This Hugo Award-winning 1959 classic by “the dean of American science fiction writers” just happens to take place in the 22nd century and involves intergalactic warfare against insectoid monsters, but it nonetheless captures the feel of military service, and the ordeal of young recruits from basic training to battle-hardness, with a vividness that will resonate for any serviceman in any era. Heinlein, a Naval Academy graduate, brings these things to life through the story of Johnnie Rico, who denies his father’s wishes and joins the planet’s Mobile Infantry. The rigors of military life, the sacrifices that such a life entails, the raw fear before going into battle, the burdens of leadership—all are captured masterfully. Like most sci-fi that stands the test of time, Starship Troopers is about much more than futuristic hardware and shootouts with space creatures. It is, above all, a novel of ideas, a book that stimulates thought about citizenship, responsibility, duty, and the role of the individual in society. It remains to this day a controversial work—in Heinlein’s world of tomorrow, only those who have served in the military are allowed to vote, a concept that has rankled some and served as provocative food-for-thought for others. Above all, Starship Troopers is a gripping read that rises above the normal science-fiction novel.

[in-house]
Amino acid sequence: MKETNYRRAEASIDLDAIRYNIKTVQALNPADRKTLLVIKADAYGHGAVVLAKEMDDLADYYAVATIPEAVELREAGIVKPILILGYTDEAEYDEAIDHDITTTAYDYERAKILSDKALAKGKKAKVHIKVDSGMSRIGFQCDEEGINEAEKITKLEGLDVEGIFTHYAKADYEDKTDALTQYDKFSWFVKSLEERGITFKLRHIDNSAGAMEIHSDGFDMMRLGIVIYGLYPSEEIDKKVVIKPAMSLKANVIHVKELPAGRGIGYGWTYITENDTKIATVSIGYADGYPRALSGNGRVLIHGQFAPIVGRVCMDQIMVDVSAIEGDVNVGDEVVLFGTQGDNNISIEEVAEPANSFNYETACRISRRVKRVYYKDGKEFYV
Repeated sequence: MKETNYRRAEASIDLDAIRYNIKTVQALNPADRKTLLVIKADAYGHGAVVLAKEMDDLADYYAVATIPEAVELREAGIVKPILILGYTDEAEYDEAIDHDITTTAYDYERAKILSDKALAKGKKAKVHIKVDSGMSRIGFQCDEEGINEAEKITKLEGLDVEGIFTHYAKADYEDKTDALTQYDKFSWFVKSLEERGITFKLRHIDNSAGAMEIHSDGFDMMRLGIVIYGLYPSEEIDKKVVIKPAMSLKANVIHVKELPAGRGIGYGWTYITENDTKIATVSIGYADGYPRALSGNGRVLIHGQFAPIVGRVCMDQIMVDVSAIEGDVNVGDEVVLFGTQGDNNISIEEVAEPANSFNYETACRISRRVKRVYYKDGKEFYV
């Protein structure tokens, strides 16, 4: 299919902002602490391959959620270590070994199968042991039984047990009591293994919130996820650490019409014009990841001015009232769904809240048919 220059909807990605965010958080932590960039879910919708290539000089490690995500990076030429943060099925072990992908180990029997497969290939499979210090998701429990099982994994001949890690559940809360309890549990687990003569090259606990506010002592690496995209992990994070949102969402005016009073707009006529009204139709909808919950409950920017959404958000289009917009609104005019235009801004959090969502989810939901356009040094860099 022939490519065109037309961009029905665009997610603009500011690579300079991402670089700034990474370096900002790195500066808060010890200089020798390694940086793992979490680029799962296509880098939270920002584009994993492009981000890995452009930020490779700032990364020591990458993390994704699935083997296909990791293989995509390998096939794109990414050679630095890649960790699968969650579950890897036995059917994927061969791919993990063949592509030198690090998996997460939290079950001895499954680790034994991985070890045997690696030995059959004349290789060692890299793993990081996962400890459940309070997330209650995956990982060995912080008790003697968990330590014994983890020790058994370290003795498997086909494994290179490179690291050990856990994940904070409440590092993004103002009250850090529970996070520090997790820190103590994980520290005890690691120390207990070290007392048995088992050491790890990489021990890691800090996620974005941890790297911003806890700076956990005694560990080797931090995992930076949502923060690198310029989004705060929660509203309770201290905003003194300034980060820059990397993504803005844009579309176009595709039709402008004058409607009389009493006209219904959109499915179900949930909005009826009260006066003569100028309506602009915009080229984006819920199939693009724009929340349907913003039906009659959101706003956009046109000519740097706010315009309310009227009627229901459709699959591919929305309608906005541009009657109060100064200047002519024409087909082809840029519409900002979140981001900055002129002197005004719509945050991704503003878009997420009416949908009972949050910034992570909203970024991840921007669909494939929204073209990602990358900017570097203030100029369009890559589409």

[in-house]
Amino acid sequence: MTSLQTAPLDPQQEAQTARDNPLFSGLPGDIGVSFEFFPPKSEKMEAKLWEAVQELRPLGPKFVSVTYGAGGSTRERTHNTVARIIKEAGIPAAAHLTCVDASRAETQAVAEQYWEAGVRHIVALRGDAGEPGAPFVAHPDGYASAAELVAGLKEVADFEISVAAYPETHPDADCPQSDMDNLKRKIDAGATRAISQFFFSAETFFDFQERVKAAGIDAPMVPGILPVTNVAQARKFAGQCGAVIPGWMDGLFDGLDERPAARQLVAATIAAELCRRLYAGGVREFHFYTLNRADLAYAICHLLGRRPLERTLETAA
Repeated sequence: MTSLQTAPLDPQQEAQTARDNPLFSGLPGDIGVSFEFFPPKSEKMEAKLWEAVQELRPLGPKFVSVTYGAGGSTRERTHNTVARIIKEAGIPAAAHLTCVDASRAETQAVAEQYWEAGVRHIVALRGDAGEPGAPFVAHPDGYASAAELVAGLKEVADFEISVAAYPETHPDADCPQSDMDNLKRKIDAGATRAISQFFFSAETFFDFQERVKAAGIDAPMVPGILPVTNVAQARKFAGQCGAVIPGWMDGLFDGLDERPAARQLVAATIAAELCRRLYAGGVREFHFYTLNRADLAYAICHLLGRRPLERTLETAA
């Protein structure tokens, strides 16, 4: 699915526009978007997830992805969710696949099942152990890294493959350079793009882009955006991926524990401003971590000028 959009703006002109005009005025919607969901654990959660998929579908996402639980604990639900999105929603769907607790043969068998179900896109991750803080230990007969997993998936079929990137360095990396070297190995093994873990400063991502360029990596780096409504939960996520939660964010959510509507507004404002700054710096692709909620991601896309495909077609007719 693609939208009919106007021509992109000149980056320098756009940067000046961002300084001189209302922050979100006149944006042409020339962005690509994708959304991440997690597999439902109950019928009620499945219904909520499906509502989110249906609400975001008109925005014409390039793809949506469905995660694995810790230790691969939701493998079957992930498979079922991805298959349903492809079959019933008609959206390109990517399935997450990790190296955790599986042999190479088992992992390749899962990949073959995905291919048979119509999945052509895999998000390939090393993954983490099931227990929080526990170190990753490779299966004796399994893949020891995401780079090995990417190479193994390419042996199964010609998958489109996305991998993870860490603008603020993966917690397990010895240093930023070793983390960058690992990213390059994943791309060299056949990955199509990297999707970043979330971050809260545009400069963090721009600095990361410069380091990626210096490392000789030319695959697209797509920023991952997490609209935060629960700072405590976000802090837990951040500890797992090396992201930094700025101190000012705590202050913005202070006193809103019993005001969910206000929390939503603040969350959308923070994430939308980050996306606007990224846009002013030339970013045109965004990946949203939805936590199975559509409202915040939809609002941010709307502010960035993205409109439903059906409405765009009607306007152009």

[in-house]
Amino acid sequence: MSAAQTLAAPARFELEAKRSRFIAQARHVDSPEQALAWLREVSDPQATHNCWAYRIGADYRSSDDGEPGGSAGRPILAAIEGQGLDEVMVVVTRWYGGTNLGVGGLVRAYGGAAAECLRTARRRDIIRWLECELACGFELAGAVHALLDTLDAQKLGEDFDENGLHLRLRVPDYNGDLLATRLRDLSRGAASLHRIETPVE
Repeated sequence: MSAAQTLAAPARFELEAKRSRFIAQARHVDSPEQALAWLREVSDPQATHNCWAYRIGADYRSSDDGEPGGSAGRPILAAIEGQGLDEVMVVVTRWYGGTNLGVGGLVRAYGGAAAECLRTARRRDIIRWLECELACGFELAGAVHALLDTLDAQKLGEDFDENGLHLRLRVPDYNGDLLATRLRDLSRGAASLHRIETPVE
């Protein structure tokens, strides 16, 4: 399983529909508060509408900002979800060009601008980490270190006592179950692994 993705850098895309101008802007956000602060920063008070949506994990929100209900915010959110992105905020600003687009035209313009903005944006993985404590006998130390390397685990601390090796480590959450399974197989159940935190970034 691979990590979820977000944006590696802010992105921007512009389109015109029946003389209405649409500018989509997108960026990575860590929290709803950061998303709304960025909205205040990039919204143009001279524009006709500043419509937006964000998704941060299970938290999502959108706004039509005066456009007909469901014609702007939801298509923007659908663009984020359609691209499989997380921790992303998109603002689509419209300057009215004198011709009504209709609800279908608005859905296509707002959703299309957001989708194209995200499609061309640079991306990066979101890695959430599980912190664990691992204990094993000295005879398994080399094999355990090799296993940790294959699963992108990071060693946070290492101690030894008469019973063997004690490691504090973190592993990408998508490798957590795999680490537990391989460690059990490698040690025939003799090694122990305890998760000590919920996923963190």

For today’s Sailor, this novel is extremely worthwhile, for it shows that the travails and aspirations of those who serve are universal and timeless. Its point-of-view, that of an idealistic young man learning the ropes in the military, will seem refreshingly familiar to the reader. It is easy to relate to, and root for the protagonist as he goes from being a raw, naïve recruit to a tough leader of men, along the way learning the true meaning of discipline, loyalty, and courage.